France must spend 66 billion euro every year until 2030 in order to hit its climate targets, a new report by a government advisory body says, suggesting more debt and taxing the rich as a way to foot the bill.
France Stratégie, an advisory body attached to the Prime Minister’s office, published recently its report on the economic costs of meeting the objectives of the Paris Agreement on climate change, according to Euractiv.
“This report will be a landmark in the economics of climate change. Like the Meadows report,” Industry Minister Roland Lescure told Euractiv France. The Meadows report, published in 1972, was the first to theorise the limits to economic growth in the context of climate change.
According to the report, climate action will cost France more than 66 billion euro annually until 2030. Of that sum, 48 billion euro will have to be spent on renovating buildings – whether business, residential or public. Another 7 billion euro a year will have to be invested in the energy field, while 3 billion euro a year will need to be spent on road transport.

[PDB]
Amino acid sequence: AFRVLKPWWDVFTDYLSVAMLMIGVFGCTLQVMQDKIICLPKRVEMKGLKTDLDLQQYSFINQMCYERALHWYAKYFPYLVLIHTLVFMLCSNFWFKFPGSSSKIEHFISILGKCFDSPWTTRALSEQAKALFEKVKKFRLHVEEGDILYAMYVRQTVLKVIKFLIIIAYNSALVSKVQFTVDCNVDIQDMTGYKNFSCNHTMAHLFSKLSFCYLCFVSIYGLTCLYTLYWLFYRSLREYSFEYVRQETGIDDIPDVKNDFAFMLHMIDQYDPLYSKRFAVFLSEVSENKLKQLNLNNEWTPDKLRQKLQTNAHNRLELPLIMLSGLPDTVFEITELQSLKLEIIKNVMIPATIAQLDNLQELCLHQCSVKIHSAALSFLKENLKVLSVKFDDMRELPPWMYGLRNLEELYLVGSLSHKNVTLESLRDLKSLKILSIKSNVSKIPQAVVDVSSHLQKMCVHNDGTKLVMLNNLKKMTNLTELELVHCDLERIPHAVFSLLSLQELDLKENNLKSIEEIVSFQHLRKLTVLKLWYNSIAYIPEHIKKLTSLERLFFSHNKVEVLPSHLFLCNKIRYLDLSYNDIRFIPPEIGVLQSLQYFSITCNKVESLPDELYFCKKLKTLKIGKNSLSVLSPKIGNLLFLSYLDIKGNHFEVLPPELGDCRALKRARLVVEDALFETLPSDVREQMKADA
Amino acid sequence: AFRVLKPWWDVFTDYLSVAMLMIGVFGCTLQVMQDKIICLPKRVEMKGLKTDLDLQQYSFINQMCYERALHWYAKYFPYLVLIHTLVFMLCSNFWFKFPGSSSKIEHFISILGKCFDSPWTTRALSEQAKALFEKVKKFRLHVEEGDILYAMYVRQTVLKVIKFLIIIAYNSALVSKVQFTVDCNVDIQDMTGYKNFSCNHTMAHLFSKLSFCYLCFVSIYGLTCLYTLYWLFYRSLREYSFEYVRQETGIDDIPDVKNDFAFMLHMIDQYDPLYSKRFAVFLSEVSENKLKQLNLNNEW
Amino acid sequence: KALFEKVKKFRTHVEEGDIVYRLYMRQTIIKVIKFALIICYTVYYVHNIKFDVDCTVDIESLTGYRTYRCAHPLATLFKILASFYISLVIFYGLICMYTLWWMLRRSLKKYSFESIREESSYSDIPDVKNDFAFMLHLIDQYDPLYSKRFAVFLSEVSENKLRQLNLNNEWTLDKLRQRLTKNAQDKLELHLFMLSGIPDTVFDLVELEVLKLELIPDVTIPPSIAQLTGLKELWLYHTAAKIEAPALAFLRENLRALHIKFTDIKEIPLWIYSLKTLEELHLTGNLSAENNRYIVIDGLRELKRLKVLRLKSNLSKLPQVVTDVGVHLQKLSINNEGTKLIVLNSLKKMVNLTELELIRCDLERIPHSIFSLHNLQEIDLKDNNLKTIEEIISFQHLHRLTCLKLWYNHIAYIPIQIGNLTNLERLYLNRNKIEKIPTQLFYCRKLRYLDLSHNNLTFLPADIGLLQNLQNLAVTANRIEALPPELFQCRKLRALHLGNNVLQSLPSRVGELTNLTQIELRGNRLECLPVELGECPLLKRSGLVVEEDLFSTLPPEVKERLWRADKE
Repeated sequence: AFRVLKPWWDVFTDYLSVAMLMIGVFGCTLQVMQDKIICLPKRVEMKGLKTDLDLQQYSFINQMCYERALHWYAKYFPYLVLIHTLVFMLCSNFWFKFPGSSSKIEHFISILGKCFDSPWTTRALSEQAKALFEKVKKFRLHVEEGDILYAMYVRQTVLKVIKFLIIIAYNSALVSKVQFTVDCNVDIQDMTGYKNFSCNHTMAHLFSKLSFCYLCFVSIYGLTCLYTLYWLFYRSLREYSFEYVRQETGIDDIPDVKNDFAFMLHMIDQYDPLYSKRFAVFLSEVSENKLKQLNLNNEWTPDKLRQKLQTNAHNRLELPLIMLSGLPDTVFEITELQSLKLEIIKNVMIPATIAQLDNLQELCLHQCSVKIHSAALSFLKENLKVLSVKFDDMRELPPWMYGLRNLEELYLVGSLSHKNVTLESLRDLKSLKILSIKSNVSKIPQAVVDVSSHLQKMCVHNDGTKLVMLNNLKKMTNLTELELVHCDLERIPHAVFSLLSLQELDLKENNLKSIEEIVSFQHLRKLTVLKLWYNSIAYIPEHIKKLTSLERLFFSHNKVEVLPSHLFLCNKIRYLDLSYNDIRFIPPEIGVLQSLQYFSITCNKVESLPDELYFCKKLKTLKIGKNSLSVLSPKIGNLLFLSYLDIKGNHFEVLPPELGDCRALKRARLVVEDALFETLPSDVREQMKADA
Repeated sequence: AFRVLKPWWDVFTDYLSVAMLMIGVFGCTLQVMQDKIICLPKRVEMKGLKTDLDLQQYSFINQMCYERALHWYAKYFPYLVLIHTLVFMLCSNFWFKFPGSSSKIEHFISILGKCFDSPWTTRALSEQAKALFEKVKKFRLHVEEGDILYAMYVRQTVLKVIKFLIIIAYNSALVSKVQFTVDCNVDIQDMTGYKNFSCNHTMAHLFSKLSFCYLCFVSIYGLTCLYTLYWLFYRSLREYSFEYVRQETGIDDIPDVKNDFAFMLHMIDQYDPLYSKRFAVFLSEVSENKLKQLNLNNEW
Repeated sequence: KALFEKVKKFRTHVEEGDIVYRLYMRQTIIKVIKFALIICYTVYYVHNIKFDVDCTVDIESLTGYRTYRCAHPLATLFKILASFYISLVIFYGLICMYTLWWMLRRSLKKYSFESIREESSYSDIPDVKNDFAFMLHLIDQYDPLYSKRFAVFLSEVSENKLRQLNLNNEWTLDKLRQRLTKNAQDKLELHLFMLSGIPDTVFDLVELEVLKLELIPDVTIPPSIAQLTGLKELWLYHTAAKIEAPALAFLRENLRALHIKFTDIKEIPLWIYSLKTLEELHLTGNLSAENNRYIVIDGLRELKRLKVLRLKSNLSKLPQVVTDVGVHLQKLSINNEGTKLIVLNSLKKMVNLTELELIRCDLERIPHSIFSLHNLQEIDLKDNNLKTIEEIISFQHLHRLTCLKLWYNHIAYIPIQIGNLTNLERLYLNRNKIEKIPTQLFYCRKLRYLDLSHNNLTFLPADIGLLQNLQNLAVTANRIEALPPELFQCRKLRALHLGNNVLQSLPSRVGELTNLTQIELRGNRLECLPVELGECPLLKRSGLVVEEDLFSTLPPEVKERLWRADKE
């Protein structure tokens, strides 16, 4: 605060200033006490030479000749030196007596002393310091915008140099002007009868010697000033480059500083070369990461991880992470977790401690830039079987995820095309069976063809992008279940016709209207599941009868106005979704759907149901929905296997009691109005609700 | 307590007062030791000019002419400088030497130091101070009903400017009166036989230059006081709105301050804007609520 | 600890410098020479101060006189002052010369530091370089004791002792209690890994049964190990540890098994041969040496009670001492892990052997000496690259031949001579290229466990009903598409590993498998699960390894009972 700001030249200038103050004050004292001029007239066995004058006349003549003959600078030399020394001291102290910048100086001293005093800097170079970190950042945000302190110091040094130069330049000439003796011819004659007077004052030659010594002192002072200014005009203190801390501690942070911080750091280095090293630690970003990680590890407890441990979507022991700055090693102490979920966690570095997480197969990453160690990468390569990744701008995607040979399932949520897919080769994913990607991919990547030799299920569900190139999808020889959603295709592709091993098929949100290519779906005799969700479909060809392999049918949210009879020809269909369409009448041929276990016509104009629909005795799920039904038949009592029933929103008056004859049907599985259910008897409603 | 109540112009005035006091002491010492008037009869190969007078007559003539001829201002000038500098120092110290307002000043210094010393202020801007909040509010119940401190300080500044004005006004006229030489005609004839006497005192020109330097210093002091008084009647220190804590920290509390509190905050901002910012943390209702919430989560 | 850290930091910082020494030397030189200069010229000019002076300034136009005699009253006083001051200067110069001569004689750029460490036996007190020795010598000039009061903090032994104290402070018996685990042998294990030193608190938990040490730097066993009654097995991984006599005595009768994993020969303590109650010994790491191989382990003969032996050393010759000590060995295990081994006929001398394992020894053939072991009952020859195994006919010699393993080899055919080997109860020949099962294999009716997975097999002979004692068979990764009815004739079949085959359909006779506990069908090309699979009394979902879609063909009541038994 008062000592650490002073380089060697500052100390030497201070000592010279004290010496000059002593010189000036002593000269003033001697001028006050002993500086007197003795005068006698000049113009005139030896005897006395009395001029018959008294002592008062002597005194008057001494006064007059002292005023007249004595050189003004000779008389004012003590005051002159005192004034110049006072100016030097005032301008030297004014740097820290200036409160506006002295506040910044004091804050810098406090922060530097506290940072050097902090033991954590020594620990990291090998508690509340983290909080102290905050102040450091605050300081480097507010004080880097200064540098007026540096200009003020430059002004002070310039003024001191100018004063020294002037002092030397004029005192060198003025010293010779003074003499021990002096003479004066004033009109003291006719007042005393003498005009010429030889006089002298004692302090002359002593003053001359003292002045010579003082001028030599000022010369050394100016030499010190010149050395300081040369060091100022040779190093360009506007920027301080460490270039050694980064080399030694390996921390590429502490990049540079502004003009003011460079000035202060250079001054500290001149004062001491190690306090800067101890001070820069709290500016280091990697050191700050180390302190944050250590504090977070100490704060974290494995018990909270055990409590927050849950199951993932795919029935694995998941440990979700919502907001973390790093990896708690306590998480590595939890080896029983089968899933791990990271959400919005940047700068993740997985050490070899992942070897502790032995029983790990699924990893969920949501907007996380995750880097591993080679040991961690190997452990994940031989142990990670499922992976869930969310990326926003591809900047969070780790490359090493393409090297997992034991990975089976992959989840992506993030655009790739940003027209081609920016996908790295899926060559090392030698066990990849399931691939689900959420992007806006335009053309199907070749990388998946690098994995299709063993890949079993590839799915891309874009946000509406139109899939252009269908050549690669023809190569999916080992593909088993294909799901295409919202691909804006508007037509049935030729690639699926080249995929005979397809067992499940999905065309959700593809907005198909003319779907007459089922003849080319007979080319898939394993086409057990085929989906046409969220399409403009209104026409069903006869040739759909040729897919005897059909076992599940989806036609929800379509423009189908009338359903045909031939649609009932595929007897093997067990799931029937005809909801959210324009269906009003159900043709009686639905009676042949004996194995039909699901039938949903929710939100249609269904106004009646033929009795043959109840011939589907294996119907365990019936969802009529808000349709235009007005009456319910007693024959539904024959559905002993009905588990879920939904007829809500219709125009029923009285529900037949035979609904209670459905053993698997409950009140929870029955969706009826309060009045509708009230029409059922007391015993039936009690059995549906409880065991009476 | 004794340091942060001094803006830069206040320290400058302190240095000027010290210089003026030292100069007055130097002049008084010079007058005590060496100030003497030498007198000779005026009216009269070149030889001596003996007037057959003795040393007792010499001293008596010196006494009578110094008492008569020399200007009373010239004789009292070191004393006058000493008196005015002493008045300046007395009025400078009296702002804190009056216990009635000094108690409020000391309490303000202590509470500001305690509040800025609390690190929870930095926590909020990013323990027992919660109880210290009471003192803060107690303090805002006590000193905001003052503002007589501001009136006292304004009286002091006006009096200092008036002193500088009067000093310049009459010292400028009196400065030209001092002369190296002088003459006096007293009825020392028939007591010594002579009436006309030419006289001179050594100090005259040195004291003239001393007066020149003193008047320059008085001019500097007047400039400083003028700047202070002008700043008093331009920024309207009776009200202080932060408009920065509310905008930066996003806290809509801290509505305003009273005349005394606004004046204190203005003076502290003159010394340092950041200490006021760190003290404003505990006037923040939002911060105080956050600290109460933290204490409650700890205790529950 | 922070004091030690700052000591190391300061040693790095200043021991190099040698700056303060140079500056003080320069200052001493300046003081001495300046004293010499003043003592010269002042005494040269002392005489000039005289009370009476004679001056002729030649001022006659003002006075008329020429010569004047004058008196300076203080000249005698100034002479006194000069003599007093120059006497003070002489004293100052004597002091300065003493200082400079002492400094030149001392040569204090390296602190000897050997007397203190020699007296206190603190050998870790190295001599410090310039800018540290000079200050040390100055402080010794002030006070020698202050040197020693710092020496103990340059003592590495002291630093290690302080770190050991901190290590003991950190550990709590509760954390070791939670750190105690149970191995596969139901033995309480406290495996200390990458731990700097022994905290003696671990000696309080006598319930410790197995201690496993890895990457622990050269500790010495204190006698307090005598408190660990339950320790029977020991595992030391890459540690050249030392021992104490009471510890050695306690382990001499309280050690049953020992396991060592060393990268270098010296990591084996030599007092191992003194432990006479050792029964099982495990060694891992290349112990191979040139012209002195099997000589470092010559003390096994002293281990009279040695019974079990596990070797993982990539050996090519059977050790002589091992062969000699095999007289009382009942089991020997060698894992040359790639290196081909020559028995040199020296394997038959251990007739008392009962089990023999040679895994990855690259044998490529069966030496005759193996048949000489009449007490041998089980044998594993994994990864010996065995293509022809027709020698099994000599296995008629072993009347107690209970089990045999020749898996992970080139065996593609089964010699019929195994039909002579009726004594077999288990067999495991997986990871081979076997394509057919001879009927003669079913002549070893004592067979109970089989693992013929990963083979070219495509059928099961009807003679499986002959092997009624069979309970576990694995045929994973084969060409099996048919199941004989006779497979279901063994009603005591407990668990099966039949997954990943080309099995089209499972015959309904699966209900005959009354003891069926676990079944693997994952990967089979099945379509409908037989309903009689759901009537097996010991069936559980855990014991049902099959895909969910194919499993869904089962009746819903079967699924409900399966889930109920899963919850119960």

A large part of these investments will have to be provided by households, the report notes. Switching to an electric car and renovating the home, for example, come at a price tag which is worth one year of salary for middle-class households and two years of salary for many others in the lower income bracket.
“If we do not work on the issue of social justice in this transition, we will go from failure to renunciation”, said Cécile Duflot, a former minister now director of Oxfam France who was invited to the report’s presentation.
To do this, it will be necessary to finance the transition through public finances, to the tune of 25-34 billion euro annually, the report says.